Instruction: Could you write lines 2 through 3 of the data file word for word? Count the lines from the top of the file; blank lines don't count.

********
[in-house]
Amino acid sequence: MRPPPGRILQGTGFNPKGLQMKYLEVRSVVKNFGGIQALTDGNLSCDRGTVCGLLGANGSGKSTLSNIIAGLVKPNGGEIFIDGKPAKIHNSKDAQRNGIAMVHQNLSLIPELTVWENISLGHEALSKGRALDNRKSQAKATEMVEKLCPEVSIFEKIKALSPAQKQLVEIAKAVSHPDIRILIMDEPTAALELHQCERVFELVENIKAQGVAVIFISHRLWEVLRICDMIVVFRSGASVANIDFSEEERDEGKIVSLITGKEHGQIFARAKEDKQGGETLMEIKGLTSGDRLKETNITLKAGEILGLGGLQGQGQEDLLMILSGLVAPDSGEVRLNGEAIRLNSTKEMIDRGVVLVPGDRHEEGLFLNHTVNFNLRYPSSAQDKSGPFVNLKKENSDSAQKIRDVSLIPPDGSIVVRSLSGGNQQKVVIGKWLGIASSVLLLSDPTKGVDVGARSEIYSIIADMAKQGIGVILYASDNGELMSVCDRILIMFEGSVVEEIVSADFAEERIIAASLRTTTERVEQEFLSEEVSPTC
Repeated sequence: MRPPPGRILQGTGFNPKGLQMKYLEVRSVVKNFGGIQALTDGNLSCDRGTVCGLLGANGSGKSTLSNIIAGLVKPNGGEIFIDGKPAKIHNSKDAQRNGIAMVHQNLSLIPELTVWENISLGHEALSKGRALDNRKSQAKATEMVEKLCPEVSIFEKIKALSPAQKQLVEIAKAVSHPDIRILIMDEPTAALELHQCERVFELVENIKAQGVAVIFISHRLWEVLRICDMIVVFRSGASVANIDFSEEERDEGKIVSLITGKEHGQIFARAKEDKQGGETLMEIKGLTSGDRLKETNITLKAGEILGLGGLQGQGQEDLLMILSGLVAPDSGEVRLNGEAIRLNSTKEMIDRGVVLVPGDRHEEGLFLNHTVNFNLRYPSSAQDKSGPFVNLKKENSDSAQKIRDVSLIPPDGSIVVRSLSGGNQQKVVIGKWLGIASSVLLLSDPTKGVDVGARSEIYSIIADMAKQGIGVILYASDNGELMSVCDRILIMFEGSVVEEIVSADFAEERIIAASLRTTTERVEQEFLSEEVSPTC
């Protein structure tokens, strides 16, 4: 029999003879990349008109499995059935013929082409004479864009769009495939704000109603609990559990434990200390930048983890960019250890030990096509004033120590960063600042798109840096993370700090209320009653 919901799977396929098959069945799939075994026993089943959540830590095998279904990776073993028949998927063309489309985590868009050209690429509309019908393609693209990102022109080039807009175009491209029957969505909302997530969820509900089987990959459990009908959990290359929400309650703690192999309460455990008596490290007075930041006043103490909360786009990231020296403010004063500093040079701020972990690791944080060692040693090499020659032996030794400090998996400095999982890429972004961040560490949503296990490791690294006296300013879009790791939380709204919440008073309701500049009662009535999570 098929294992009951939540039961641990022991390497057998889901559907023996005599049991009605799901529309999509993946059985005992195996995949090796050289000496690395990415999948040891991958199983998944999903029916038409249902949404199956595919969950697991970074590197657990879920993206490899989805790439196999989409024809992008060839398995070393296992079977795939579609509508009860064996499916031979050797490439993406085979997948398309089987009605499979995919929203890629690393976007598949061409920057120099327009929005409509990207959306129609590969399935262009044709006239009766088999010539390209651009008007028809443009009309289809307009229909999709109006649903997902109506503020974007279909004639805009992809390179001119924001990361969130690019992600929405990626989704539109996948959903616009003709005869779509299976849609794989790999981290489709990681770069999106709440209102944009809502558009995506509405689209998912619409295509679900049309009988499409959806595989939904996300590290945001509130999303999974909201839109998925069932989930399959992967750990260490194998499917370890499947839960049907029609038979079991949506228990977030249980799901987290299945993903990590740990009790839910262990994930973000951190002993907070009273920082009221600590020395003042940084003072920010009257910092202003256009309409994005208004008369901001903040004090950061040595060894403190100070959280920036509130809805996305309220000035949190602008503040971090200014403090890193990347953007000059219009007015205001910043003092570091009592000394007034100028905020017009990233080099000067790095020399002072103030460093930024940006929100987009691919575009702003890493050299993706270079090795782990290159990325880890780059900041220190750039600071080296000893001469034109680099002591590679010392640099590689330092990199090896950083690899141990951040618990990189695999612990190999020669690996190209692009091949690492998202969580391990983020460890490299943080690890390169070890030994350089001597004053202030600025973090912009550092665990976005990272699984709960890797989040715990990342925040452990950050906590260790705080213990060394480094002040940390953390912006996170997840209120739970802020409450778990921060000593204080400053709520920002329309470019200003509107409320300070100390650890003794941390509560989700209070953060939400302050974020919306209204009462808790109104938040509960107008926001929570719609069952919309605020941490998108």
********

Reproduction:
Amino acid sequence: MRPPPGRILQGTGFNPKGLQMKYLEVRSVVKNFGGIQALTDGNLSCDRGTVCGLLGANGSGKSTLSNIIAGLVKPNGGEIFIDGKPAKIHNSKDAQRNGIAMVHQNLSLIPELTVWENISLGHEALSKGRALDNRKSQAKATEMVEKLCPEVSIFEKIKALSPAQKQLVEIAKAVSHPDIRILIMDEPTAALELHQCERVFELVENIKAQGVAVIFISHRLWEVLRICDMIVVFRSGASVANIDFSEEERDEGKIVSLITGKEHGQIFARAKEDKQGGETLMEIKGLTSGDRLKETNITLKAGEILGLGGLQGQGQEDLLMILSGLVAPDSGEVRLNGEAIRLNSTKEMIDRGVVLVPGDRHEEGLFLNHTVNFNLRYPSSAQDKSGPFVNLKKENSDSAQKIRDVSLIPPDGSIVVRSLSGGNQQKVVIGKWLGIASSVLLLSDPTKGVDVGARSEIYSIIADMAKQGIGVILYASDNGELMSVCDRILIMFEGSVVEEIVSADFAEERIIAASLRTTTERVEQEFLSEEVSPTC
Repeated sequence: MRPPPGRILQGTGFNPKGLQMKYLEVRSVVKNFGGIQALTDGNLSCDRGTVCGLLGANGSGKSTLSNIIAGLVKPNGGEIFIDGKPAKIHNSKDAQRNGIAMVHQNLSLIPELTVWENISLGHEALSKGRALDNRKSQAKATEMVEKLCPEVSIFEKIKALSPAQKQLVEIAKAVSHPDIRILIMDEPTAALELHQCERVFELVENIKAQGVAVIFISHRLWEVLRICDMIVVFRSGASVANIDFSEEERDEGKIVSLITGKEHGQIFARAKEDKQGGETLMEIKGLTSGDRLKETNITLKAGEILGLGGLQGQGQEDLLMILSGLVAPDSGEVRLNGEAIRLNSTKEMIDRGVVLVPGDRHEEGLFLNHTVNFNLRYPSSAQDKSGPFVNLKKENSDSAQKIRDVSLIPPDGSIVVRSLSGGNQQKVVIGKWLGIASSVLLLSDPTKGVDVGARSEIYSIIADMAKQGIGVILYASDNGELMSVCDRILIMFEGSVVEEIVSADFAEERIIAASLRTTTERVEQEFLSEEVSPTC